In this highly original, thought-provoking study, Siobhán McIlvanney provides critical insight into the origins of the French women’s press. As the first work in English to examine the diverse range of publications which makes up this significant medium, Figurations of the Feminine traces the evolving figurations of womanhood which appear over the first ninety years of women’s journals in France. It argues that early French women’s journals are often characterised by a remarkable degree of feminist content and that this potential political interpellation of their contemporary readership is one which undermines the general conception of the women’s press as an idealised, hyper-femininised space inhabited by the intellectually idle – whether in the form of readers or writers - seeking at best escapism, at worst a benign reinforcement of the values of their quotidien. Through its analysis of different ‘generic’ subsections, whether the literary journal, the fashion magazine, the domestic press or more explicitly politicised outputs, Figurations of the Feminine challenges the critical commonplaces which have surrounded the women’s press since its genesis, both in France and elsewhere. It demonstrates the political richness of this medium and the privileged perspectives it gives us on the everyday lives of French women from across the class spectrum during this key historical period.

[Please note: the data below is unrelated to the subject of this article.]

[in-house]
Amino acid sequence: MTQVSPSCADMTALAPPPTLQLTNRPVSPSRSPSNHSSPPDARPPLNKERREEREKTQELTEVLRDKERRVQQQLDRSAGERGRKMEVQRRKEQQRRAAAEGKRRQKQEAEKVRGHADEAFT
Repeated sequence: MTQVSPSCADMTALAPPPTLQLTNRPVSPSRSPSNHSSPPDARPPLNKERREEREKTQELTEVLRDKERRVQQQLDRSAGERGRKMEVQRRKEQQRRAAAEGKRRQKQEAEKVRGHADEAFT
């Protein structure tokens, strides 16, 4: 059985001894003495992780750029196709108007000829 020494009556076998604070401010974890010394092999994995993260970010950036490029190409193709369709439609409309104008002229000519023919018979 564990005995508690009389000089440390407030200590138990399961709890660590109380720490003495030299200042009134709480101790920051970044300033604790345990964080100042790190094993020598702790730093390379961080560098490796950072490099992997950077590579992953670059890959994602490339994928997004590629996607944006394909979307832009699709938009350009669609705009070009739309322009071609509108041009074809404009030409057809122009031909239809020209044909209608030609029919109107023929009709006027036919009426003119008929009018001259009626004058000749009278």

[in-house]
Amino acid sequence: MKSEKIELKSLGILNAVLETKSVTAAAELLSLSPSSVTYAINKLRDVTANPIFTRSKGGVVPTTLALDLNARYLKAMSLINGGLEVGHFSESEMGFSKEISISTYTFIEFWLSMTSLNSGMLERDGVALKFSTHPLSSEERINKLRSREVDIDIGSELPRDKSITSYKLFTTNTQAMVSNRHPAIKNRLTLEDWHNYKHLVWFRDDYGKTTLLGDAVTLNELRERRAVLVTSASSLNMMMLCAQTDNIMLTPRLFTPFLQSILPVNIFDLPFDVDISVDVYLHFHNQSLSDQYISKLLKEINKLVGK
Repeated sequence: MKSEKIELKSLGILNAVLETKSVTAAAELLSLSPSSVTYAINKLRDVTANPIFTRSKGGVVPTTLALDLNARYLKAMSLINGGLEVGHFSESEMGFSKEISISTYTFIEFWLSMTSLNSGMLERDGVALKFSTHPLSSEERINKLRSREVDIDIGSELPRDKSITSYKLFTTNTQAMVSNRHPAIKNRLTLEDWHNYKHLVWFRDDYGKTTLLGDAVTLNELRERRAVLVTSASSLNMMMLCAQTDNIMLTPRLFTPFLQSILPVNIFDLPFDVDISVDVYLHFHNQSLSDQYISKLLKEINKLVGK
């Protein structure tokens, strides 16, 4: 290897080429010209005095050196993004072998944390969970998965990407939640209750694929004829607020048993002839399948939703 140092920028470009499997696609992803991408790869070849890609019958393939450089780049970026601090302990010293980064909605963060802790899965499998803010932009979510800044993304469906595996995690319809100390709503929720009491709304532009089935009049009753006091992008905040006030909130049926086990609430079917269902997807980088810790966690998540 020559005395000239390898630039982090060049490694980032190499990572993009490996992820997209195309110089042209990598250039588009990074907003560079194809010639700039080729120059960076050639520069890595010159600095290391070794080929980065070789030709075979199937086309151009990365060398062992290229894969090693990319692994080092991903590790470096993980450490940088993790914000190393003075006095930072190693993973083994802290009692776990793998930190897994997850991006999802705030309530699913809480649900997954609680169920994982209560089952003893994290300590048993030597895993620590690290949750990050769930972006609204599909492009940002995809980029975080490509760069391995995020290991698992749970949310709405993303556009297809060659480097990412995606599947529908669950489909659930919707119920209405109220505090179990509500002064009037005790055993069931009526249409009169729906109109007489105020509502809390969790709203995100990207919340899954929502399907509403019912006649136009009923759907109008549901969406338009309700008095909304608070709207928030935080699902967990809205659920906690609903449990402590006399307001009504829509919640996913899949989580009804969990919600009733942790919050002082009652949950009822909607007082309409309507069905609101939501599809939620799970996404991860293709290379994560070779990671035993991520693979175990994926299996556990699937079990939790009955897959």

"An engaging and valuable contribution to the field of early French women’s history." Professor Joyce Dixon-Fyle, DePauw University